I’ve had an unusual number of contacts and requests for sleep support lately. Is it because everyone is quarantined at home and therefore it seems like a good time to think about sleep? Perhaps. But I think there’s more going on as well. If you, or your little people are struggling with sleep, read on.

COVID overload

There may be many reasons for sleep dramas right now, but I suspect one of them is trauma. Trauma is an emotional response to a disaster (the APA has lots of good information about this). COVID-19 is nothing if not a disaster, and it is hardly surprising that we are all traumatised to some extent by it. We turn on the news, and it’s COVID. There’s not a packet of rice or pasta to be found in the supermarket, and there’s a blackmarket on toilet paper and hand sanitiser – because of COVID. Many can’t go to work because of COVID. Those who can go to work are frightened to, because of COVID. Our kids are around ALL. THE. TIME – because of COVID.

It’s an inescapable part of life right now.

And it’s causing problems with our sleep people. It’s messing with your sleep, and it’s messing with your kids sleep. Let me break down first why it’s messing with your sleep.

Impact of COVID on Adult sleep

COVID-19 trauma will cause the same kinds of effects in your brain as many other traumatic events. No, it’s not the same as witnessing a shooting, or living through a tornado, but your brain doesn’t necessarily know that. It still starts firing out adrenaline and cortisol like an army preparing for an onslaught. And, like many other mental health problems, it will cause problems falling asleep, staying asleep, and achieving good quality of sleep. You may also have nightmares, and find it difficult to fall back to sleep if you wake early in the morning. You may not feel refreshed even if you felt like you got a decent night’s sleep. You feel fatigued. All the time.

It’s not just affecting your sleep. You may feel more snappy and irritable than usual. There may be an underlying level of anxiety. You might have headaches, or feel slightly unwell (which is particularly unhelpful, as this may be triggering fears that you have the virus). You may feel like you have it all together one moment, then feel another wave of panic or fear soon afterwards. You long for some other news, and yet you may not be able to help googling and checking news headlines. The sights of empty streets may be eerie and unsettling. The scenes we see every day, as well as our vastly changed lifestyles make it hard to escape how big an impact this is happening, even if we’re not living in actual fear for our lives.

The point is, no matter how much you’re worried about this virus right now, it is likely to be affecting your behaviour, sleep and coping mechanisms. Plus, if you already had trauma in your life – whether that was birth trauma, intergenerational trauma, previous adverse experiences in childhood, the legacy of racism, recent bereavement, a diagnosis of a life -threatening illness, or post-traumatic stress disorder, it is likely that your stress response is even higher right now, or that your threshold for coping is even lower than the average adult…

How is it affecting our kids?

I cannot tell you how many people are reaching out for help right now. From the many contacts I’ve had recently, I can tell you that the problem seems to be 5-fold:

  1. Because we are not sleeping well, our tolerance for fragmented sleep (even if this is normally something we can deal with), or bedtime drama is reduced.
  2. We may need more sleep than usual, as a response to trauma (it’s hard work gearing your brain up for battle constantly).
  3. Our kids are picking up on the general stress, and unsettled atmosphere, as well as the vastly altered patterns of life.
  4. The reduced activity levels may mean your kids actually aren’t as tired as usual, so they may appear to ‘fight sleep’. They might just need less sleep right now…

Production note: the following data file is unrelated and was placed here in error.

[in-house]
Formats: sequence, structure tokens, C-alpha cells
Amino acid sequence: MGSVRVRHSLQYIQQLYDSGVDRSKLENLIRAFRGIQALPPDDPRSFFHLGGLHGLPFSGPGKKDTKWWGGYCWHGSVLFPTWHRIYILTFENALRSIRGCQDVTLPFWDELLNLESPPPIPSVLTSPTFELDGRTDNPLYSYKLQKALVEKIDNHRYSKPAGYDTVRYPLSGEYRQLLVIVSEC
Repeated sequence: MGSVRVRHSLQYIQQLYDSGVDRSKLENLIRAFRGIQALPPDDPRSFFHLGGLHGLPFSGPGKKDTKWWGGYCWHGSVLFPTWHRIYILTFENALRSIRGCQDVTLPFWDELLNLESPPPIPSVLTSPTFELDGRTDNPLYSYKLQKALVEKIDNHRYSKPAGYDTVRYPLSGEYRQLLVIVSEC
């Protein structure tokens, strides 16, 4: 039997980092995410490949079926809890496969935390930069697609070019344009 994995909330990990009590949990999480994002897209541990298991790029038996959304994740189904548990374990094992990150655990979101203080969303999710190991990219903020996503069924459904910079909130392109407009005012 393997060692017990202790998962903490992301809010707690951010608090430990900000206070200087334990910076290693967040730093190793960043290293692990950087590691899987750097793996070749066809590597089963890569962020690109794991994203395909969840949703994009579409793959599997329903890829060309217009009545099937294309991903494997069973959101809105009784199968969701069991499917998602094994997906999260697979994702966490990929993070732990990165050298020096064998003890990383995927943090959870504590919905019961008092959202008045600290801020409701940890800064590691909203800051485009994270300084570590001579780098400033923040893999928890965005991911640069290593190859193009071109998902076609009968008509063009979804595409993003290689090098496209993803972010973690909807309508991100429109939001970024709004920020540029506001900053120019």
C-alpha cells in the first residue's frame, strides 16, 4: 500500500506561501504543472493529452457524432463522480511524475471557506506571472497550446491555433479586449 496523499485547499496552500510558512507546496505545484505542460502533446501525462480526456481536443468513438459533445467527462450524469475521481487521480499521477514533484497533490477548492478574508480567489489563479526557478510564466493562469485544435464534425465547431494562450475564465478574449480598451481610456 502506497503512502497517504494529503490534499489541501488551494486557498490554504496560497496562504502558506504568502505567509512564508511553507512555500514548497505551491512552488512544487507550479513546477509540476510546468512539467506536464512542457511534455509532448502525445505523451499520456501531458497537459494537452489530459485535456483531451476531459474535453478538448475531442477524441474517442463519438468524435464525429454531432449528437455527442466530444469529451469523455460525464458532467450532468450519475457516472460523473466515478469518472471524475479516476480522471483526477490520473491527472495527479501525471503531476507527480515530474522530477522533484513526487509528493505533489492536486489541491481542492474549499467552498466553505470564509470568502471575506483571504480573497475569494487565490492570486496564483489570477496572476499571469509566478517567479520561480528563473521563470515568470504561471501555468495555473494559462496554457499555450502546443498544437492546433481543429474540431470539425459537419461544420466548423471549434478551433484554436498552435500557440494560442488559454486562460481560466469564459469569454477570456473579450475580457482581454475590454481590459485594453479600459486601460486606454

5. Children who are old enough to figure this out may also have their own anxieties and worries, and may be missing their friends, usual routines and school more than they can express.

So how can we COVID-cope with this?

This is an important question. After all, this is not a problem that is likely to go away any time soon. We have to develop some medium-term strategies to help us and our children. We also need to think creatively, as many of the usual resources we would use may not be available. We can’t necessarily all just call up a therapist, or attend an appointment to get some help with this. We need strategies that we can do from home, that help us get through the day, support sleep, and help our kids. Here are my suggestions for:

  1. Supporting sleep for adults
  2. Supporting sleep for infants and children
  3. What to do if you feel like you need more help

Supporting sleep for adults

If you’re struggling with your own sleep, it may be time to radically re-think your sleep, and be open minded about what might work.

First of all, you’ll need to manage your own anxiety. Anxiety worsens sleep, and lack of sleep can make anxiety worse. It’s a real catch-22. The trick is to try to short circuit this, by addressing one of the two. Some practical suggestions include:

  1. Avoid checking social media or the news if it’s stressing you out. Perhaps decide that you will check once or twice per day, for a set amount of time, and that is it.
  2. Plan to do one thing every day that you enjoy (that is in your power to do!).
  3. Try to get outside if you possibly can, and if it’s safe with social distancing. If not, spend time near an open window to try to get some fresh air. It’s good for your brain, and your soul.
  4. Try escapism! A total topic change is a good idea. Maybe binge-watching Pandemic or Contagion isn’t your best bet right now…
  5. I suggest in general that if you’re suddenly finding you can’t cope with your little one’s sleep, now may not be the best time to radically address it. It may just be reduced tolerance
  6. If you’re having a really bad day, and feel close to the edge, then have a read of this blog.
  7. Connect with people, and keep talking.
  8. Try a power nap – 20 minutes may really perk you up, especially if you’re not sleeping well at night.
  9. Decide with a partner, family member, or friend that you will chat every day about normal, non-COVID stuff